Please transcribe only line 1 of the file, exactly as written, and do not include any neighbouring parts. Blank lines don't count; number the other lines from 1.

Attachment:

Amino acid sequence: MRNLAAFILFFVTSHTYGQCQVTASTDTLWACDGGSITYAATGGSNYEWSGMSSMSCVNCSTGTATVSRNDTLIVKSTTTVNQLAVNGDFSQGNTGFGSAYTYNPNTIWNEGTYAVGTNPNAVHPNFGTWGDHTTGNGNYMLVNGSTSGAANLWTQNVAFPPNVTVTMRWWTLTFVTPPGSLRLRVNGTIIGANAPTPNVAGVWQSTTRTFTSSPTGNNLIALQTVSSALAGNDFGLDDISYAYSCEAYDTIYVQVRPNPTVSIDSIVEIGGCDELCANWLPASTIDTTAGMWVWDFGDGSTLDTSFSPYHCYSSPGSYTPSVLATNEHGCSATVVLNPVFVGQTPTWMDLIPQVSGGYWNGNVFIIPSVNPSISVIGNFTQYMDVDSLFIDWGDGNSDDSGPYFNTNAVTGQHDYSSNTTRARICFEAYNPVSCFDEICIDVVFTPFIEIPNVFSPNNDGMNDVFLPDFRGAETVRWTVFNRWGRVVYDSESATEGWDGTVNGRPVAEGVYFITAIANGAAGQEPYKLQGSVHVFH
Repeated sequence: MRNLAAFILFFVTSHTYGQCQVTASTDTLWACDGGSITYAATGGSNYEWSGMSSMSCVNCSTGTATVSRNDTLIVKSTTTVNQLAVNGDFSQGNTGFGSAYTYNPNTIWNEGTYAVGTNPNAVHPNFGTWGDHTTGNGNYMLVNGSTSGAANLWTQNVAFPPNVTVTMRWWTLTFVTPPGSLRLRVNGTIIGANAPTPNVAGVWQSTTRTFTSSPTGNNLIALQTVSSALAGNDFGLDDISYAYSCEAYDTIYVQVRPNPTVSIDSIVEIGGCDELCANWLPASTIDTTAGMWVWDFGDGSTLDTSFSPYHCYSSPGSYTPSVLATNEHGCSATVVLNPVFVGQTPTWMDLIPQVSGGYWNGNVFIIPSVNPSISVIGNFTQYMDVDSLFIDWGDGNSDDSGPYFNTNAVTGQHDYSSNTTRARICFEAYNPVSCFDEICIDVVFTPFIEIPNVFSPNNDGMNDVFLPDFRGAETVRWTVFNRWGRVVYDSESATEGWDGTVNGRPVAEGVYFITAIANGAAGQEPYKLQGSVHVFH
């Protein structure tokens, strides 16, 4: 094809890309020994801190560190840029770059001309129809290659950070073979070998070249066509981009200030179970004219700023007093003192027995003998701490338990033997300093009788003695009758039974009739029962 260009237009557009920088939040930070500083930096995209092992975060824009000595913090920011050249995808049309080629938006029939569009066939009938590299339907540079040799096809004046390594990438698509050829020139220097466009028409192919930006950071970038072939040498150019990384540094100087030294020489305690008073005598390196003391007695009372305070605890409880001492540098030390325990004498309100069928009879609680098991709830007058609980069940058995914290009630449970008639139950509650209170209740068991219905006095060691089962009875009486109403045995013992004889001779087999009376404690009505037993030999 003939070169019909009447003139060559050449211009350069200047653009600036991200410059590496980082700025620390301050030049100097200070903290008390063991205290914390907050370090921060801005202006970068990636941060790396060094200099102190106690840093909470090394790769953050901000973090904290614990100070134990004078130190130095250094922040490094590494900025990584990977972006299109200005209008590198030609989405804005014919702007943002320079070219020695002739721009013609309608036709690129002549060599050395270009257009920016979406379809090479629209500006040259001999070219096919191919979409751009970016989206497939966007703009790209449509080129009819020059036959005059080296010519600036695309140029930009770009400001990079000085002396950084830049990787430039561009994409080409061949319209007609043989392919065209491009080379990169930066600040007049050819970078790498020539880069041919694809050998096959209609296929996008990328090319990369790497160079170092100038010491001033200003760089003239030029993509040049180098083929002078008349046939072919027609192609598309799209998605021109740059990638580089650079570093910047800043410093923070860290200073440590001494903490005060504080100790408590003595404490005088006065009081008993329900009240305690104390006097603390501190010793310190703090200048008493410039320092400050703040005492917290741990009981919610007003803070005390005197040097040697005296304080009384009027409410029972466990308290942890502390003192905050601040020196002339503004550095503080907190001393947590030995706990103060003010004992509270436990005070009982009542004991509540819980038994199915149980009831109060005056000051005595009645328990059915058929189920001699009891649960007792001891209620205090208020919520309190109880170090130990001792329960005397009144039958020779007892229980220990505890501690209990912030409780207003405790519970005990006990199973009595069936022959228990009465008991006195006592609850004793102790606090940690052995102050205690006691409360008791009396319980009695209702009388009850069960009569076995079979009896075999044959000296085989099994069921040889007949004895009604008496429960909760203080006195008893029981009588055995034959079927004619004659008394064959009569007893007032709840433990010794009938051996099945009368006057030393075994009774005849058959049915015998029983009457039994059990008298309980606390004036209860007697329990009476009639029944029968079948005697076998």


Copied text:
Amino acid sequence: MRNLAAFILFFVTSHTYGQCQVTASTDTLWACDGGSITYAATGGSNYEWSGMSSMSCVNCSTGTATVSRNDTLIVKSTTTVNQLAVNGDFSQGNTGFGSAYTYNPNTIWNEGTYAVGTNPNAVHPNFGTWGDHTTGNGNYMLVNGSTSGAANLWTQNVAFPPNVTVTMRWWTLTFVTPPGSLRLRVNGTIIGANAPTPNVAGVWQSTTRTFTSSPTGNNLIALQTVSSALAGNDFGLDDISYAYSCEAYDTIYVQVRPNPTVSIDSIVEIGGCDELCANWLPASTIDTTAGMWVWDFGDGSTLDTSFSPYHCYSSPGSYTPSVLATNEHGCSATVVLNPVFVGQTPTWMDLIPQVSGGYWNGNVFIIPSVNPSISVIGNFTQYMDVDSLFIDWGDGNSDDSGPYFNTNAVTGQHDYSSNTTRARICFEAYNPVSCFDEICIDVVFTPFIEIPNVFSPNNDGMNDVFLPDFRGAETVRWTVFNRWGRVVYDSESATEGWDGTVNGRPVAEGVYFITAIANGAAGQEPYKLQGSVHVFH